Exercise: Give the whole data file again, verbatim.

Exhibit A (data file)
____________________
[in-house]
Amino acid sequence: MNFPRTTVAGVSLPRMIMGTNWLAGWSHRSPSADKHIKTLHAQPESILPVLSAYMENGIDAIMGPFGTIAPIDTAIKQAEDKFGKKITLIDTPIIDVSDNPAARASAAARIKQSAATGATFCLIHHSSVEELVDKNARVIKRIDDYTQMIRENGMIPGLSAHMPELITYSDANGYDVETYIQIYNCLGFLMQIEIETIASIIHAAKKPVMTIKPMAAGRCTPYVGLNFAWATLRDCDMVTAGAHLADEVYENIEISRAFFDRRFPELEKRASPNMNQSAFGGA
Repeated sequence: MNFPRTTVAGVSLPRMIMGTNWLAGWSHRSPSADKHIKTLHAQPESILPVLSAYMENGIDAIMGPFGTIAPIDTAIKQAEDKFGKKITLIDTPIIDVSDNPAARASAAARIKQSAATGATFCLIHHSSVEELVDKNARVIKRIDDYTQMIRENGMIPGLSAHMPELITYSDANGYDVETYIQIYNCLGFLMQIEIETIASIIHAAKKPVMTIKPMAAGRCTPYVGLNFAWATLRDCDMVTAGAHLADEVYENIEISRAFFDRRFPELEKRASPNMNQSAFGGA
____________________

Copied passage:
[in-house]
Amino acid sequence: MNFPRTTVAGVSLPRMIMGTNWLAGWSHRSPSADKHIKTLHAQPESILPVLSAYMENGIDAIMGPFGTIAPIDTAIKQAEDKFGKKITLIDTPIIDVSDNPAARASAAARIKQSAATGATFCLIHHSSVEELVDKNARVIKRIDDYTQMIRENGMIPGLSAHMPELITYSDANGYDVETYIQIYNCLGFLMQIEIETIASIIHAAKKPVMTIKPMAAGRCTPYVGLNFAWATLRDCDMVTAGAHLADEVYENIEISRAFFDRRFPELEKRASPNMNQSAFGGA
Repeated sequence: MNFPRTTVAGVSLPRMIMGTNWLAGWSHRSPSADKHIKTLHAQPESILPVLSAYMENGIDAIMGPFGTIAPIDTAIKQAEDKFGKKITLIDTPIIDVSDNPAARASAAARIKQSAATGATFCLIHHSSVEELVDKNARVIKRIDDYTQMIRENGMIPGLSAHMPELITYSDANGYDVETYIQIYNCLGFLMQIEIETIASIIHAAKKPVMTIKPMAAGRCTPYVGLNFAWATLRDCDMVTAGAHLADEVYENIEISRAFFDRRFPELEKRASPNMNQSAFGGA